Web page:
You're sure to get a number of suggestions on this question but you can start out fishing with something as simple as a spincast rod and reel and a few small lures/spinnerbaits or plastic worms. I guess it depends quite a bit on what part of the country you are in. Out west where they have a lot of trout streams I would imagine a fly rod would be the equipment of choice. Up north in your country a heavy bait casting road and reel or salt water type spinning rod would be more appropriate. When I visit my friend in Batchawanna Bay and we fish the coves of Lake Superior we use fairly heavy equipment. Those Lake Trout and big Northerns can wreck a small setup.
Around here in Indiana I use a medium spinning reel for bass and catfish and an ultrlite spinning rig for panfish. A big bluegill on an ultralite can give quite a fight.
You can start out pretty reasonable. Its when you get hooked that it can get expensive. ;D One can start out as simple as buying a kids rod and reel for under 20 bucks and get a few lures for a couple bucks.
Now when you get hooked next comes the fine fly rod, or a boat and heavier equipment etc. Stop by Sam's Camp sometime and we will see about getting you started.
Good question Steve, and one I was going to ask myself. I started as a kid when my father made my first fishing rod from a bamboo cane and made my first reel from an empty cotton spool and a few bits and pieces of hardware. This was as low budget as it gets. At the time, I fished for trout in our small local river.
My daughter came home from Brownie/Girl Scout Day Camp many years ago with a 21" Northern she caught with a bamboo poll and a piece of summer sausage from shore . It didn't entice her to take up fishing and she never knew until years later that we never ate that fish because the leaders didn't pack it in ice for the hour ride home. The fish we ate was one we had caught on Lake Michigan. So the moral of the story is you don't really need lots of expensive equipment .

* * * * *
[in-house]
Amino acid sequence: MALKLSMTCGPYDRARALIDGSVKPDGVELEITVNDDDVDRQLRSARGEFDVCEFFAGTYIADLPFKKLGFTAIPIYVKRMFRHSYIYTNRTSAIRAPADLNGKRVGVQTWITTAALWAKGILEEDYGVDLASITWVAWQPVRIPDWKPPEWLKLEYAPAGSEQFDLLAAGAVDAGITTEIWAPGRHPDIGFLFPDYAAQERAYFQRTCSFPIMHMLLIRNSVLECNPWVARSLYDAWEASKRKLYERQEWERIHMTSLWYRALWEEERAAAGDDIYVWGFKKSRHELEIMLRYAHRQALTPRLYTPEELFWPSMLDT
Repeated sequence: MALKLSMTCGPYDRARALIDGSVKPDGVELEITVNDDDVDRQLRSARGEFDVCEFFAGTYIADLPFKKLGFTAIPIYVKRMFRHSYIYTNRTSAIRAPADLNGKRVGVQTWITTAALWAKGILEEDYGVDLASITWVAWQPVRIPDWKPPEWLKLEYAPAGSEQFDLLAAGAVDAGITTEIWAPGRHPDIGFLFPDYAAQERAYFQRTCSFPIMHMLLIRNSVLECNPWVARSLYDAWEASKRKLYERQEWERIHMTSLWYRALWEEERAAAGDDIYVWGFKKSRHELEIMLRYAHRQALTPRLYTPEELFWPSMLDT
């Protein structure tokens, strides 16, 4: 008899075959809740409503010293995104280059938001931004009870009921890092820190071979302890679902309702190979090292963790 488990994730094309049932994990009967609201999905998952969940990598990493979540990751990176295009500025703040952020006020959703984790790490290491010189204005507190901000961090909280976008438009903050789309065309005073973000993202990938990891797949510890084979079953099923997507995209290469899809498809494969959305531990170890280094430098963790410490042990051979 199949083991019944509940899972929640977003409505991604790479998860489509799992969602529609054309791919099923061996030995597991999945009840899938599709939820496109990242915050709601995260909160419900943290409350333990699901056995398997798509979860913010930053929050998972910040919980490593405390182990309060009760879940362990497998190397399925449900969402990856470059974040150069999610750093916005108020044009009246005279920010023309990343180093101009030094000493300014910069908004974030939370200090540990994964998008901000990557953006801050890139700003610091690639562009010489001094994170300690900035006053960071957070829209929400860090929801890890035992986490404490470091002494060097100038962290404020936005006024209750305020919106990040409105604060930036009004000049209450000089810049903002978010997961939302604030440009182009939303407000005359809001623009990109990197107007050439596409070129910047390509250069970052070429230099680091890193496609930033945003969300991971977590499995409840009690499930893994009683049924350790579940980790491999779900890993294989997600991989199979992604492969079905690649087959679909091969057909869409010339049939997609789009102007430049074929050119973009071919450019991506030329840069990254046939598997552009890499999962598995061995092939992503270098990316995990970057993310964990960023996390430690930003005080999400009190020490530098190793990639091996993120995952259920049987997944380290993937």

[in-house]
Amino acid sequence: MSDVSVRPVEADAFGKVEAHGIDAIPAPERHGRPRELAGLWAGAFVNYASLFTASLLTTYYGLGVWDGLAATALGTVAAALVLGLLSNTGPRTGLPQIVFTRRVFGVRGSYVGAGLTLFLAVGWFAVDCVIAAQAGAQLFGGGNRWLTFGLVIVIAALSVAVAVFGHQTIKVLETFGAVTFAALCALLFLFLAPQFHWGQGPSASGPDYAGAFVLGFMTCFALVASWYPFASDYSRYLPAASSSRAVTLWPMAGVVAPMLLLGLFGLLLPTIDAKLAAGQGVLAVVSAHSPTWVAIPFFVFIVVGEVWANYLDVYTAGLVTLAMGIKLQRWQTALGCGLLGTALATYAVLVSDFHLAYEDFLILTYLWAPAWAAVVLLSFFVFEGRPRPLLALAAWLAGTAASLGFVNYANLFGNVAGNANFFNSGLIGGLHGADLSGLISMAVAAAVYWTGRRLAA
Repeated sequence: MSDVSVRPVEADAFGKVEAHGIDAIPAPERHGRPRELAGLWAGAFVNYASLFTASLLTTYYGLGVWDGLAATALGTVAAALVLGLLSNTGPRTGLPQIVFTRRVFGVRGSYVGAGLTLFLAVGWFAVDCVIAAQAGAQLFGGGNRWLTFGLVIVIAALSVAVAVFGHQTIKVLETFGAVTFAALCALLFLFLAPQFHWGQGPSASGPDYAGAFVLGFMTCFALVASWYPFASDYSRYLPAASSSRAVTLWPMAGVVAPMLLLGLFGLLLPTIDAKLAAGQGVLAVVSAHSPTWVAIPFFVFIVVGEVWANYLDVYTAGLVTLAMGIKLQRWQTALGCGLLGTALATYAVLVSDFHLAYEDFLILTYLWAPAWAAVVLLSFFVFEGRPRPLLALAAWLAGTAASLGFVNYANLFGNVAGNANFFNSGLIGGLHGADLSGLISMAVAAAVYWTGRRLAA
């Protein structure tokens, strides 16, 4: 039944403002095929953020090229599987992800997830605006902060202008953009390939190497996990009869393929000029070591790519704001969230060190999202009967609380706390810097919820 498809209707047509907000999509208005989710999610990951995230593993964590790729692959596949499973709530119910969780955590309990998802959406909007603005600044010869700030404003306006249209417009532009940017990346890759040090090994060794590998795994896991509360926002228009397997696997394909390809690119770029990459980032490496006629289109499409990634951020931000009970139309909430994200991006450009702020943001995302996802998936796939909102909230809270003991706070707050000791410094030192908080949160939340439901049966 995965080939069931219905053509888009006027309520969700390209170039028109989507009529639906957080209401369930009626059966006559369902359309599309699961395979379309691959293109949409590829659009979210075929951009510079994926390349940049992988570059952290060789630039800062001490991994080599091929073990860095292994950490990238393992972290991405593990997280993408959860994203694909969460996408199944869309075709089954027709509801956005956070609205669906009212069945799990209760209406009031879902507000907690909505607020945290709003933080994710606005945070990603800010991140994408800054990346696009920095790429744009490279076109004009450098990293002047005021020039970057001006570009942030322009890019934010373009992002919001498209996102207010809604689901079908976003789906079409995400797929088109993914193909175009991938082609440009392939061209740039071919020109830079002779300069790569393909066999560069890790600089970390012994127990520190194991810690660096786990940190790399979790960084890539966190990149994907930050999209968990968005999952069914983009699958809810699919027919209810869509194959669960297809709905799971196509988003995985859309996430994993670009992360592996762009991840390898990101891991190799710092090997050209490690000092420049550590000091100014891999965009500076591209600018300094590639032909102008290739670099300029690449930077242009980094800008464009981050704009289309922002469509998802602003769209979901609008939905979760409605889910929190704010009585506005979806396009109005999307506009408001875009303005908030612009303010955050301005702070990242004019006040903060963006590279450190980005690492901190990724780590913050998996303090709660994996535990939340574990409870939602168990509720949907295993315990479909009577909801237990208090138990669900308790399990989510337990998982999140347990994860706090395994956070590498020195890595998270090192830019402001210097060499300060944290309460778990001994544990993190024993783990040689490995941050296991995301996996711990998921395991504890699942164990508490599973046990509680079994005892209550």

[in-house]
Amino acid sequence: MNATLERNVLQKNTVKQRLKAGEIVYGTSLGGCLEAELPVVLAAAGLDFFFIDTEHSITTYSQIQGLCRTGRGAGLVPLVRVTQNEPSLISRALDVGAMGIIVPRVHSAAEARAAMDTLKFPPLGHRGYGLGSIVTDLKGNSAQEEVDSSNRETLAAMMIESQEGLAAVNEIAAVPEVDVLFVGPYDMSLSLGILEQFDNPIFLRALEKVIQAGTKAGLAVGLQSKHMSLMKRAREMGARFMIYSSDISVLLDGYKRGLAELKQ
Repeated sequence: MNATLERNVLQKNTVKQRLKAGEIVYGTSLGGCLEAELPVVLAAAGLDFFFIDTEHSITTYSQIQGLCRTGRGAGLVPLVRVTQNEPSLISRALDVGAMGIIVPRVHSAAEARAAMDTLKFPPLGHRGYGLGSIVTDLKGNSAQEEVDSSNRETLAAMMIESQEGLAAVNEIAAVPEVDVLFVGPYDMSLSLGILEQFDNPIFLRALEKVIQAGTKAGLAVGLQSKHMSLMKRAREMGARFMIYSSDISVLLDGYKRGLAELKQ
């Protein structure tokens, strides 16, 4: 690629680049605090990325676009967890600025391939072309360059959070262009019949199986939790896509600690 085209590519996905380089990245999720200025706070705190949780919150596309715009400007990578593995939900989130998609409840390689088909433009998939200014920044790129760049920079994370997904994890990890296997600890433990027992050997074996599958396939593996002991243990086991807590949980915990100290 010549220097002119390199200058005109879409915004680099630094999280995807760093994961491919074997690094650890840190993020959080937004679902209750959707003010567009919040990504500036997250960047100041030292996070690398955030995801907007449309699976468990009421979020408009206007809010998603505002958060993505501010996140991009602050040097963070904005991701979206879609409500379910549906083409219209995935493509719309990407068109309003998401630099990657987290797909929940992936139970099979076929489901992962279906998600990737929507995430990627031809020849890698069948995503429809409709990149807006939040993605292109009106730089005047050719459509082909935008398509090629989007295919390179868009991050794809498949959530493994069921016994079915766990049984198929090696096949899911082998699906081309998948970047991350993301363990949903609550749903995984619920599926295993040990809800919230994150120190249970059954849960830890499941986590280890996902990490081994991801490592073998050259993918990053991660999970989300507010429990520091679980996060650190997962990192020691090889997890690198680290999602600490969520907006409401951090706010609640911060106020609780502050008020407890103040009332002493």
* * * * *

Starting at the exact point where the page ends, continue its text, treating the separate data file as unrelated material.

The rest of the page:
I agree with Ned about the pocket fisherman. My dad had one and it was junk. There are some nice collapsible rods on the market tho that will take an ordinary reel. I carried one in the trunk of my company car for years and used it whenever I got a chance to go fishing while on the road.
A spinning rod and reel with a line test rating of around 5-10# should take care of most freshwater fishing, bar salmon, steelhead, big cats and other such piscine monsters. A supply of hooks and sinkers and some live bait or in the case of trout and cats, cheese baits or stink baits respectively. I kinda like the Mepps spinners for trout in lakes.
Now if you wish to go crazy, there is always fly fishing or bassin'. With both sports you can wind up with a rod and lure collect that is barely luggable in the field.